I picked up some pluck foam the other day so that I could finally properly store my Dropzone Commander minis and it got me thinking of game storage solutions and where we are in the industry.
Pluck foam is a pretty common way to store miniatures and protect them during travel. It is pretty inexpensive for foam and is infinitely customizable because the entire middle section is scored into tiny squares. These squares can then be cut and pulled out in the rough shape of your model. As you can see from the image above, I’ve already started cutting the foam out to fit my Dropzone models and I have some more models and accessories laid out to help plan the layout for the rest of the box.
After a bit more cutting and pulling, I was able to finish out the main models. During this process, I like to maximize the space so I create some thin walls separating the models. This makes the walls somewhat fragile so I take some white glue and tack down the walls to keep things more stable.
I used pluck foam to also store my pimped out copy of Thunder Road, showing that foam storage solutions aren’t just for table top minis games
Pluck foam isn’t the only option to store minis. Staying with the advantages that foam provides (soft protection, light weight, and great customization), you can spend a bit more and work with custom foam cutting companies like Battle Foam to pick up really nice foam trays that are specifically cut for your models.
I like to keep my game boxes and companies like Battle Foam tend to want to sell you their bags as well but recently, these companies are catering to the board game market and offering custom foam trays that fit the game contents and the box they come in. Above, I have an example of a foam tray set for the Fantasy Flight game, Descent: Journeys in the Dark. Even though I don’t have these minis painted (maybe someday…), the storage trays work well to keep the minis and the cards/components separated. This helps in set up and tear down time and protects the minis from getting bent up or possibly broken.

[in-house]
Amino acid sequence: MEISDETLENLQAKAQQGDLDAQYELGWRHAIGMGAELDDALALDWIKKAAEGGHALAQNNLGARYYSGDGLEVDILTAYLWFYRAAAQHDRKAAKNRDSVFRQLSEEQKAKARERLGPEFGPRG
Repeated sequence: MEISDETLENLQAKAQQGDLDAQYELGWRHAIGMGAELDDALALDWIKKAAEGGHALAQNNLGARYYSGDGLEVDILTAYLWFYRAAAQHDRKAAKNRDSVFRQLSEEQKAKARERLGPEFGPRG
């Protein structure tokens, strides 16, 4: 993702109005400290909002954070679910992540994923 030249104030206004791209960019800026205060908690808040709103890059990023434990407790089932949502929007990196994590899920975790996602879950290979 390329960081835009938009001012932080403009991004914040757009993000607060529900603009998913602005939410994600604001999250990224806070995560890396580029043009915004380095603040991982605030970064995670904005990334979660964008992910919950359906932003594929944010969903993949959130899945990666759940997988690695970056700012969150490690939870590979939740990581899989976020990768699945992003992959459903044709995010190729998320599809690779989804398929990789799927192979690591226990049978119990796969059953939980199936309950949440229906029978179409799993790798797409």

Specific storage trays for a game are great but Battle Foam also offers the ability to customize the tray and even your specific model shape through their custom tray app on their site. I’ve used this several times with great results for my X-wing Miniatures Game collection. Most notably, I’ve used it for my custom Millennium Falcon carrying case.
This option is likely the most expensive foam option available but the results are great if you have a highly customized project you want to protect.
Foam isn’t the only option out there, of course. Recently, new ground has been made in laser cutting and these manufacturers are getting into the game. Companies like Broken Token are now making full storage solutions for board games by producing custom cut boxes and organizers made of 1/8″ or 1/4″ birch wood.
While I don’t have any of these products specifically, I have some friends who swear by them. The advantage these laser cut organizers have is their rigidity and size configurations, which allow the designers to set up organized trays that can be simply pulled out of the box and set up next to the board for instant game set up.
Like the custom foam options, these laser cut organizers can be some of the most expensive options out in the market today, sometimes costing as much as the game itself.
Another alternative is to create tray organizers similar to the laser cut options by cutting all the material out using foamcore.
Boardgamegeek user Maxime Verrette created the intricate example above with foam core for his Tannhauser game. It is likely the cheapest option out there and has all the benefits of the pricey laser cut options with the exception that it takes a lot of careful work.
In my last example, I cheap out completely and pick up one of the favorite options for boardgamers: Plano organizers (typically for fishing tackle boxes). This option has been around for years and is one of the favorites because it is cheap, easily accessible, and very durable.
Since the Plano boxes come in a variety of sizes and configurations, you can usually find a box that will work for the game you are trying to organize. These storage boxes can also be customized but you’ll likely need something more powerful, like a dremel, to carve out the plastic or cut out the walls you need to fit the larger pieces you intend to store. Combine this option with plastic baggies and you have an extremely budget-conscious storage and organizing solution.
As you can see, when storing your prized gaming components, there are a variety of options. Each of these options have pros and cons and it’ll be up to you to decide what works best for the game you are hoping to protect and store.
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